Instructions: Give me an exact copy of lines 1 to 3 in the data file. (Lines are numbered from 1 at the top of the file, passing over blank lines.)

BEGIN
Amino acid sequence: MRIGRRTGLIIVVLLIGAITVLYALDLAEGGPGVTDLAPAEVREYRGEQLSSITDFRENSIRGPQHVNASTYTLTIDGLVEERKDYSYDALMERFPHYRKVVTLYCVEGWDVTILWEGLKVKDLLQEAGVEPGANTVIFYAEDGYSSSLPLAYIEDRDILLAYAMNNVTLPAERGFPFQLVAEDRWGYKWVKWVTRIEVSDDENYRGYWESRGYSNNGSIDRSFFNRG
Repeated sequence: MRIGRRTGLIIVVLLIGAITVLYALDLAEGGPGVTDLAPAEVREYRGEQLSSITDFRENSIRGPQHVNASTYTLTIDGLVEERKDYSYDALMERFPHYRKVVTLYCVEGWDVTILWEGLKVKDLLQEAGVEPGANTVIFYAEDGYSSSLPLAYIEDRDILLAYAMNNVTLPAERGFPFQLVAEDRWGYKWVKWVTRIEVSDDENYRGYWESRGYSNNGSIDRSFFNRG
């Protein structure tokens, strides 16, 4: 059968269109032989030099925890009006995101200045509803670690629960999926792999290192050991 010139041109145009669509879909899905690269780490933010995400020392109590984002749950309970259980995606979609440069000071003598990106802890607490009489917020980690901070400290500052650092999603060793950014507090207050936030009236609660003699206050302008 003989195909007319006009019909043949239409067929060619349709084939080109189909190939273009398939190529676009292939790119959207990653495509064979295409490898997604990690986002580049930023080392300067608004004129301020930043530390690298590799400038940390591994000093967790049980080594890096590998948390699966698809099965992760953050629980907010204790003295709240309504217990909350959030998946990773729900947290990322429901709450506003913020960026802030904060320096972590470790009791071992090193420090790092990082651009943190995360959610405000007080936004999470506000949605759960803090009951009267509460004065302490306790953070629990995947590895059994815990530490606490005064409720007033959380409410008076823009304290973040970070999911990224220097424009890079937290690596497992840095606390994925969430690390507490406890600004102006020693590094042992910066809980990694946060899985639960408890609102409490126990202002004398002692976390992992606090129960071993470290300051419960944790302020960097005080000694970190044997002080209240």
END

Amino acid sequence: MRIGRRTGLIIVVLLIGAITVLYALDLAEGGPGVTDLAPAEVREYRGEQLSSITDFRENSIRGPQHVNASTYTLTIDGLVEERKDYSYDALMERFPHYRKVVTLYCVEGWDVTILWEGLKVKDLLQEAGVEPGANTVIFYAEDGYSSSLPLAYIEDRDILLAYAMNNVTLPAERGFPFQLVAEDRWGYKWVKWVTRIEVSDDENYRGYWESRGYSNNGSIDRSFFNRG
Repeated sequence: MRIGRRTGLIIVVLLIGAITVLYALDLAEGGPGVTDLAPAEVREYRGEQLSSITDFRENSIRGPQHVNASTYTLTIDGLVEERKDYSYDALMERFPHYRKVVTLYCVEGWDVTILWEGLKVKDLLQEAGVEPGANTVIFYAEDGYSSSLPLAYIEDRDILLAYAMNNVTLPAERGFPFQLVAEDRWGYKWVKWVTRIEVSDDENYRGYWESRGYSNNGSIDRSFFNRG
């Protein structure tokens, strides 16, 4: 059968269109032989030099925890009006995101200045509803670690629960999926792999290192050991 010139041109145009669509879909899905690269780490933010995400020392109590984002749950309970259980995606979609440069000071003598990106802890607490009489917020980690901070400290500052650092999603060793950014507090207050936030009236609660003699206050302008 003989195909007319006009019909043949239409067929060619349709084939080109189909190939273009398939190529676009292939790119959207990653495509064979295409490898997604990690986002580049930023080392300067608004004129301020930043530390690298590799400038940390591994000093967790049980080594890096590998948390699966698809099965992760953050629980907010204790003295709240309504217990909350959030998946990773729900947290990322429901709450506003913020960026802030904060320096972590470790009791071992090193420090790092990082651009943190995360959610405000007080936004999470506000949605759960803090009951009267509460004065302490306790953070629990995947590895059994815990530490606490005064409720007033959380409410008076823009304290973040970070999911990224220097424009890079937290690596497992840095606390994925969430690390507490406890600004102006020693590094042992910066809980990694946060899985639960408890609102409490126990202002004398002692976390992992606090129960071993470290300051419960944790302020960097005080000694970190044997002080209240």